A resounding challenge in deploying virtual applications and infrastructure revolves around the data center layer. How do you allocate resources and centralize applications and management? Newer solutions, like converged infrastructure, allow administrators to aggregate servers, storage and networking components to more efficiently support virtual workloads.
CI appliances continue to improve when it comes to management, policy control and integration with virtual systems. Let’s examine three key benefits (and considerations) when deploying VDI on converged infrastructure.
Converged infrastructure aggregates resources. The integration of core infrastructure components can improve performance for users and also allow for better integration with virtual technologies. Instead of managing systems separately, you can point integrated blocks of compute, network and storage repositories to support critical virtual workloads like VDI. This simplifies management and supports more VDI use-cases.
Integrated management improves security and deployment. Hypervisor technologies can now directly integrate into CI solutions, merging on-premise technology and remote virtual instances. This means better security, more control over critical resources like network flow and fewer unknowns when deploying new systems. Most of all, this direct integration also speeds up VDI deployment and enables easier scaling between on-premise and cloud environments.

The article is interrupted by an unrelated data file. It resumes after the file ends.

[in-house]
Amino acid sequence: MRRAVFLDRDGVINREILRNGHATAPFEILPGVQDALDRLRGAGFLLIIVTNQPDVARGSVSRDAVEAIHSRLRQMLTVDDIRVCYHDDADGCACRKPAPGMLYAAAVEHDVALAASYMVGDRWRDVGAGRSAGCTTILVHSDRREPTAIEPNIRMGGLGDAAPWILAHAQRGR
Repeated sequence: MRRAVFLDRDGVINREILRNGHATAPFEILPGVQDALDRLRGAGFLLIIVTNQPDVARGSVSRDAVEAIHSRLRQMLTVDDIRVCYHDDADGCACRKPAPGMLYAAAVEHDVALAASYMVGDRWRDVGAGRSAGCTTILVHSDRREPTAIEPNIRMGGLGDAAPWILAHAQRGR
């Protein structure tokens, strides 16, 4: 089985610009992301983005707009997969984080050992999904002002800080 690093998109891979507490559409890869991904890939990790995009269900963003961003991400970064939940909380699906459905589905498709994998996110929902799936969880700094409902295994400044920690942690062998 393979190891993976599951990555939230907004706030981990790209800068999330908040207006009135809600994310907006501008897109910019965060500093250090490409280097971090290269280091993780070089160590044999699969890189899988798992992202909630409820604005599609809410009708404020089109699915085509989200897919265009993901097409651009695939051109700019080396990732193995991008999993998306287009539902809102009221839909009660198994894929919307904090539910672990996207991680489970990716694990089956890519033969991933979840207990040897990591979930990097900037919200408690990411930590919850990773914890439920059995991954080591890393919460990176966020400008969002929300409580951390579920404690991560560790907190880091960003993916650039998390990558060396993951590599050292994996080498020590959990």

From a security perspective, you can control specific policies from the hypervisor layer when integrated with CI. For example, security or compliance policies specific to a given VM image may or may not travel with the image when migrated to different physical hosts. Risk controls must mitigate these and other concerns unique to the dynamic nature of virtualization and converged environments. By integrating hypervisor policies and management controls, you can adequately secure necessary workloads. Remember, CI combines the power of software and hardware. The unified management infrastructure behind CI allows you to centrally control where data lives and how it interacts with other CI resources.
VDI optimization. CI not only aggregates data center resources, it also intelligently optimizes them, such as by delivering graphics policies to users. The key difference here is the immediate delivery of other resources. Through CI, we’re integrating graphics alongside network and compute. Although we can still control optimization with standalone components, convergence can allow for even faster delivery.
Converged infrastructure introduces discrete data center benefits, such as reducing the data center footprint, improving scale-out economics and delivering better performance for users. As with any new technology, there is a learning curve. So while vendors stress the simplicity of CI, take the time to understand how this architecture must be deployed, managed and optimized differently.
Underwritten by HPE, NVIDIA and VMware